After soldiers returned from the “war to end all wars,” Prohibition brought turmoil, but the economy boomed. A seemingly indestructible country complacently stood at the threshold of the Great Depression.
And it came about in those days that Dallas Theological Seminary, first known as The Evangelical Theological College, had its birth. At the end of the first academic cycle, the first student to graduate—a young man named Roy L. Aldrich—crossed the stage to receive his degree.
Born in Green Bay, Wisconsin, in the last year of the nineteenth century, Aldrich saw a tour of duty with the Navy during the First World War. But that experience affected him far less than his introduction to Jesus Christ. His new path led to Texas for seminary, which gave him opportunities to serve as a pastor. Yet a passion for Christian education guided most of his career decisions.
The path of following his Lord soon led to Detroit, Michigan. Working with believers from the Christian Businessmen’s Committee of Detroit, he helped establish Detroit Bible College. The school opened its doors to students the year before World War II ended, and Dr. Aldrich steered the institution as president from its infancy for twenty-two years, after which he served as president emeritus.
His belief in the importance of Christian education compelled him to speak many times in Detroit pulpits calling people to support God’s work in scholarships. He also lived what he taught, giving whenever possible to various Christian schools, including DTS.
His motivation flowed from a great love of Scripture. Dr. Aldrich preached, wrote, and spoke, lecturing at DTS and at Moody Bible Institute’s Founders’ Week conferences. His book, Holding Fast to Grace, is still in print.
Described as easy to talk to and a gracious and knowledgeable preacher and teacher, he had a dry sense of humor and loved to fish. He was known for wearing a clip-on bow tie, even after doing so fell out of fashion. His passion for teaching the Scriptures extended to every age group, so he often brought the children to the front of the church during services for a short object lesson.
His work in the ministry continued even after his retirement and relocation to Florida. There he found a way for local people to receive training in biblical studies in conjunction with Moody’s External Studies program. Aldrich ended his days there, going to be with the Lord at age 99. His grave inscription expresses his faith:“In thy presence is fulness of joy; at thy right hand there are pleasures forevermore” (Ps. 16:11, KJV).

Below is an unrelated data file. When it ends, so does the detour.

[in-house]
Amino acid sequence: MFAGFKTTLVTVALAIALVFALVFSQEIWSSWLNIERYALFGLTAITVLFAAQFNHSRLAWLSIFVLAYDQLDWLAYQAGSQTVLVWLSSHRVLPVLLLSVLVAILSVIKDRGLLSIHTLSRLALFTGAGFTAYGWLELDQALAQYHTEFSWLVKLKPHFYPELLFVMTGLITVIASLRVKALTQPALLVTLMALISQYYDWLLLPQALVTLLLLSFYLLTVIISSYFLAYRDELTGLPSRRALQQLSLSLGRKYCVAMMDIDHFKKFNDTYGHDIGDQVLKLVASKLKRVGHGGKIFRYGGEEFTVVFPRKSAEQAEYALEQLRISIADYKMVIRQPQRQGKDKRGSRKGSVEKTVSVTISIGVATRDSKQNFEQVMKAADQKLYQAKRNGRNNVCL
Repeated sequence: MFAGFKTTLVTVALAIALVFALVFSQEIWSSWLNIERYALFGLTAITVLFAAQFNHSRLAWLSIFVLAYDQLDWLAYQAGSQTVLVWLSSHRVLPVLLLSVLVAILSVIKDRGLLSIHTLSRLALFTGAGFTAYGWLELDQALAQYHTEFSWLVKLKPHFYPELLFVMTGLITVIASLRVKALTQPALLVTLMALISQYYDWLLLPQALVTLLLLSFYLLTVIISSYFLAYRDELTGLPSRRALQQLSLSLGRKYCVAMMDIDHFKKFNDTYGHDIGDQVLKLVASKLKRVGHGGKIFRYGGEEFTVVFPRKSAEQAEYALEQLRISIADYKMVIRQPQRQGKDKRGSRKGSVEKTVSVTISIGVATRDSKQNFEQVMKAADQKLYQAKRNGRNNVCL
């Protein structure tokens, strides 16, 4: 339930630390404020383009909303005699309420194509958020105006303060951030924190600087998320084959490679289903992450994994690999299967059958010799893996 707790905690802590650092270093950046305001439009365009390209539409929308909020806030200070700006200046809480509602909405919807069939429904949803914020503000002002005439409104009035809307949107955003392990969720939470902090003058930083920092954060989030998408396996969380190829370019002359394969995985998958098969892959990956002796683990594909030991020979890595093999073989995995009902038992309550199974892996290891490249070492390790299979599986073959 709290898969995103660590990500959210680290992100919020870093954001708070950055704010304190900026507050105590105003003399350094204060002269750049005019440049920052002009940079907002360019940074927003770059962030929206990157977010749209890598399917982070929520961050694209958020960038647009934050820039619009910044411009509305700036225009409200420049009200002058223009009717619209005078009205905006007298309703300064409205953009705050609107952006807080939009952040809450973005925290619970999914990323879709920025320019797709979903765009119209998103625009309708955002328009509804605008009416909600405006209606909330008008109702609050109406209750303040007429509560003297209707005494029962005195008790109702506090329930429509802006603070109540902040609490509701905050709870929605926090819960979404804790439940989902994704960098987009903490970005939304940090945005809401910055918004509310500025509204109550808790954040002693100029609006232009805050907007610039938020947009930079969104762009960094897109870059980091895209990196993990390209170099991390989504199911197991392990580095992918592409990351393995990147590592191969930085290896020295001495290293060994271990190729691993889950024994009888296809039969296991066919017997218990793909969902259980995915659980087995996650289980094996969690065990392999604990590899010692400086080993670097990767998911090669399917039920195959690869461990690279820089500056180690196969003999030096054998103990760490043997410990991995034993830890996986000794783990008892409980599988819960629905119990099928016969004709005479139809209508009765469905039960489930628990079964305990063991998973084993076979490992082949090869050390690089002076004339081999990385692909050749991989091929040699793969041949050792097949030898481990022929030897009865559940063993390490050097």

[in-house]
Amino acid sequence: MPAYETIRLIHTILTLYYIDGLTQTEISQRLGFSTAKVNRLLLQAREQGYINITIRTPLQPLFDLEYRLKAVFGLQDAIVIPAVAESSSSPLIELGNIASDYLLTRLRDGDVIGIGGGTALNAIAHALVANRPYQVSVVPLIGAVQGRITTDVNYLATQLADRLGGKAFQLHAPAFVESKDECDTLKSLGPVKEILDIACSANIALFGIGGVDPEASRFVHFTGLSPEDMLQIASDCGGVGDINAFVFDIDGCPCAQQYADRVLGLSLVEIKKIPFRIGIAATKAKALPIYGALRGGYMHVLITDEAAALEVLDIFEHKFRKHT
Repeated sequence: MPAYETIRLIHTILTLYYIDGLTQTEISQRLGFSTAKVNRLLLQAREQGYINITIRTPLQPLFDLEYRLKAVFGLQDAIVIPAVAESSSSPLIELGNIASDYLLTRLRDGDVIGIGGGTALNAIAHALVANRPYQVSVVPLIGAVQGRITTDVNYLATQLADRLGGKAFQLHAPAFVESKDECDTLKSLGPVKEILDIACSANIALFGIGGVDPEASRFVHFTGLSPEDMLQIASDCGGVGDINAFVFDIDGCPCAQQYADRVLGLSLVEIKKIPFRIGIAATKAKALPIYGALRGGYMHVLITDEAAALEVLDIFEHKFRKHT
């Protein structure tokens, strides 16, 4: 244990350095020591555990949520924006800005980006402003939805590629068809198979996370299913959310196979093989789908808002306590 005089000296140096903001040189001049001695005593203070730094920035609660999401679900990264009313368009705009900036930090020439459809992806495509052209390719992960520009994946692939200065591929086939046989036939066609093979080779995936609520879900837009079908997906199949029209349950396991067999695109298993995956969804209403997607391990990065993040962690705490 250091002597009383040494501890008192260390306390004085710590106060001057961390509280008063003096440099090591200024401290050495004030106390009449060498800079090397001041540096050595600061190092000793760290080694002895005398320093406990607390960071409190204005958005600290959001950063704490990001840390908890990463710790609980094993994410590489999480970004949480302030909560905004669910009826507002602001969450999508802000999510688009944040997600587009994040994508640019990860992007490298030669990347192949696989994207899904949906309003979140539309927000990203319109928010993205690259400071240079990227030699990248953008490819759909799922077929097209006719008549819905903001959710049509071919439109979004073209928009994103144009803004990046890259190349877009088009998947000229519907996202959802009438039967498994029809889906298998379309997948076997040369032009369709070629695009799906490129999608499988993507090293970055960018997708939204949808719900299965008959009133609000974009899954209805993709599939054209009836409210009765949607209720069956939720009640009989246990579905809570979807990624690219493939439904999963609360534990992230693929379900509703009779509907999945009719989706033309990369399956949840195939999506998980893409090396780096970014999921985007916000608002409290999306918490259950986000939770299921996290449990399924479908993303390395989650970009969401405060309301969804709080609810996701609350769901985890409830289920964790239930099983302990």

The Aldrich family’s past, present, and future relationship with DTS goes on. Our first graduate’s brother, Willard (ThM, 1934; ThB, 1934; ThD, 1936), helped found Multnomah Bible College, serving as its president for thirty-five years (1943–1978). Upon his retirement, his son Joseph (ThM, 1968; ThD, 1971) succeeded him as president. Other family members who passed through the halls of DTS have included Roy’s nephews Jon (ThM, 1968) and Tim Aldrich (ThM, 1971; ThD, 1975), and son-in-law Ken Schafer (ThM, 1971).
Before Roy Aldrich entered the Lord’s presence sixteen years ago, he and his second wife, Constance Crawley Aldrich, agreed to create a plan for their support of DTS to outlive them. When she passed away in 2011, their estate gift was distributed to the DTS general fund. The Aldrich family’s legacy of faith continues through their investment in the training of future Christian leaders.
It’s never too early to start planning. In addition to fulfilling your desires for your family, you may want to consider your own DTS legacy gift. Our Wills Guide is a free tool to simplify the process of gathering the information your attorney will need to prepare the appropriate documents that accomplish your goals. To request your free Wills Guide, visit dallasseminaryfoundation.org, or call Dallas Seminary Foundation at 214-887-5190.